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Lesson Transcript

Hi everybody! Welcome to Ask a Teacher, where I'll answer your most common French questions.
The question for this lesson is-- What are some popular French idioms?
In English, we have our fair share of idioms, like, “It’s raining cats and dogs!” or even, “What’s up?” Here are the Top 10 French idioms you should know.
First up is number 10. Faire la tête means "to sulk" and its literal translation is "to do the head." It’s used when someone isn’t happy about something and in a bad mood. For example, Elle a fait la tête toute la journée. "She sulked all day."
Number 9! You might have come across this one if you’ve seen any rom-coms in French. Coup de foudre literally means “a strike of lightning,” but as an idiom, it means, “love at first sight.” Pretty fitting, actually.
Number 8, ça marche, is one you’ll come across every day. Marcher means “to walk,” but ça marche means, “that works!”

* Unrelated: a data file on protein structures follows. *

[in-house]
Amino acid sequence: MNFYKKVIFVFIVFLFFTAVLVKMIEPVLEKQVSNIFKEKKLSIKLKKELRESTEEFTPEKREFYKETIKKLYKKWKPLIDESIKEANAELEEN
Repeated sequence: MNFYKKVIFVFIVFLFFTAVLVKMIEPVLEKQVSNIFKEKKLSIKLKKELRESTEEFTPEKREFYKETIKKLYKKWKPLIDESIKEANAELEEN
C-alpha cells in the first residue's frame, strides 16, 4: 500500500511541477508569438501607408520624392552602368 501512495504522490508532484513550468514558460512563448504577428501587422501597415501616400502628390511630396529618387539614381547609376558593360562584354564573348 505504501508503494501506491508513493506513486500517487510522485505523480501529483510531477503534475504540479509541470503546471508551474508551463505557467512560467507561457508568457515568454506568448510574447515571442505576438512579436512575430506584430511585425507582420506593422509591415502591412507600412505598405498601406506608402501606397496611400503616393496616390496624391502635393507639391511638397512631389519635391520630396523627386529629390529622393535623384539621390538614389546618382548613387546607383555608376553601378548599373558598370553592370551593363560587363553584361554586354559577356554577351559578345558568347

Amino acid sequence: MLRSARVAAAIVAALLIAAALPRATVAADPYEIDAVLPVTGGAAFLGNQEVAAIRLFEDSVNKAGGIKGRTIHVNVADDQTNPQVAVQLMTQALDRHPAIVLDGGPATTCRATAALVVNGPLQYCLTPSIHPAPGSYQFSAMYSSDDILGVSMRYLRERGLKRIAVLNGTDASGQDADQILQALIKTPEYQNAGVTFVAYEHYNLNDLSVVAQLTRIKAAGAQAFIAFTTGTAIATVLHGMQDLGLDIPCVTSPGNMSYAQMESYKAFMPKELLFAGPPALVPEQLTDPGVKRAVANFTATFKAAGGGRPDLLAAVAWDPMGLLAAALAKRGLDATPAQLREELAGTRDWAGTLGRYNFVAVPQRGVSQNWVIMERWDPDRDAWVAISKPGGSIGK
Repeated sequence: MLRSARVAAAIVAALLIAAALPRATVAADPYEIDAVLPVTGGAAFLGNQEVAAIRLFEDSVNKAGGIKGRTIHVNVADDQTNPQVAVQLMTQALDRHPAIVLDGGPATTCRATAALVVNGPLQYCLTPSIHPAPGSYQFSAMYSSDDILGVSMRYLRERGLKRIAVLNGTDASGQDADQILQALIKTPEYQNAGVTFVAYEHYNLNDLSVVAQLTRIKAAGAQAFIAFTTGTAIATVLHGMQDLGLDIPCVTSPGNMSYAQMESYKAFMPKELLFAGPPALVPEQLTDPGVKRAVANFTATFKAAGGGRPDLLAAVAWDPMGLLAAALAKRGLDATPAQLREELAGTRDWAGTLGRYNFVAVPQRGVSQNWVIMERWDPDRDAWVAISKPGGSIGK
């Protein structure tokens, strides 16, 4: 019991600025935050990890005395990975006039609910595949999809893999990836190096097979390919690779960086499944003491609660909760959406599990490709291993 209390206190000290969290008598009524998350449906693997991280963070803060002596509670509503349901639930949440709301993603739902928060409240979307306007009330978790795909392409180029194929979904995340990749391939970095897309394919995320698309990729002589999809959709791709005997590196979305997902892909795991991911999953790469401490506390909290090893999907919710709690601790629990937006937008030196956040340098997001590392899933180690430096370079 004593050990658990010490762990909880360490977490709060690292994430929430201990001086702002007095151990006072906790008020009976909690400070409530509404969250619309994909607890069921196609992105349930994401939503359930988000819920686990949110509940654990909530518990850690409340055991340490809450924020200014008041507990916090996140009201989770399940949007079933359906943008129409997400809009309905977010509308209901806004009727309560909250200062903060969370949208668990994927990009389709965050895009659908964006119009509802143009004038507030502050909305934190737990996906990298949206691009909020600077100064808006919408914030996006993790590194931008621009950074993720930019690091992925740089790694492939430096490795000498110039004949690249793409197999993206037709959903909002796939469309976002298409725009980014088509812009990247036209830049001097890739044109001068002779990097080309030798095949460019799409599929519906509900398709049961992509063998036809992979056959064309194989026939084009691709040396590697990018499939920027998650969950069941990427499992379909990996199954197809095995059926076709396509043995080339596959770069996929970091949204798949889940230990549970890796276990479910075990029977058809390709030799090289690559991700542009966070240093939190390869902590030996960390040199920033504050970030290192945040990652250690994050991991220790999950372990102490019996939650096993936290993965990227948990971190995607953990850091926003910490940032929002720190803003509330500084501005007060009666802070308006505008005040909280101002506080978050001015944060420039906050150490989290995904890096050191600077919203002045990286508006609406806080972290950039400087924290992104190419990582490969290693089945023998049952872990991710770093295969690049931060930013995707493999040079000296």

Number 7, one that doesn’t make much sense, but you’ll often hear is, Il fait un temps de chien, literally, “It’s a dog weather,” meaning, “It’s terrible weather.”
Number 6 is a little funny. Arriver comme un cheveu sur la soupe literally means, “to arrive like a hair in the soup.” This is about entering a situation at the worst possible moment. Say you walked in on a terrible argument and it was really awkward, you could say, Je suis arrivé comme un cheveu sur la soupe. Literally, “I arrived like a hair in the soup.” It can also mean, “arriving suddenly, by chance.”
Number 5. Another idiom that uses food is mettre son grain de sel, literally, “to put one’s grain of salt.” It’s an idiom that means, “to give an unnecessary opinion.”
Number 4 is Donner sa langue au chat. It literally means "To give one's tongue to the cat," but it actually means, "To give up." For example if someone asks you to guess something and you have no idea what the answer is, you can say Je donne ma langue au chat. “I give up.”
Number 3 is faire la grasse matinée, which literally means, “to do a fat morning,” but people use it to say they slept in.
Number 2, Il s’agit de… is another useful idiom. Agir means “to act,” but when you say something like, Ce roman s’agit de... that means, “This novel is about.” You can also say, De quoi il s’agit? “What is it about?”
Lastly number 1 is, Ça coûte les yeux de la tête, which means, “It’s ridiculously expensive,” but literally means, “It costs the eyes out of the head!”
Pretty neat, right?
If you have any more questions, please leave a comment below!
A bientôt, see you soon!

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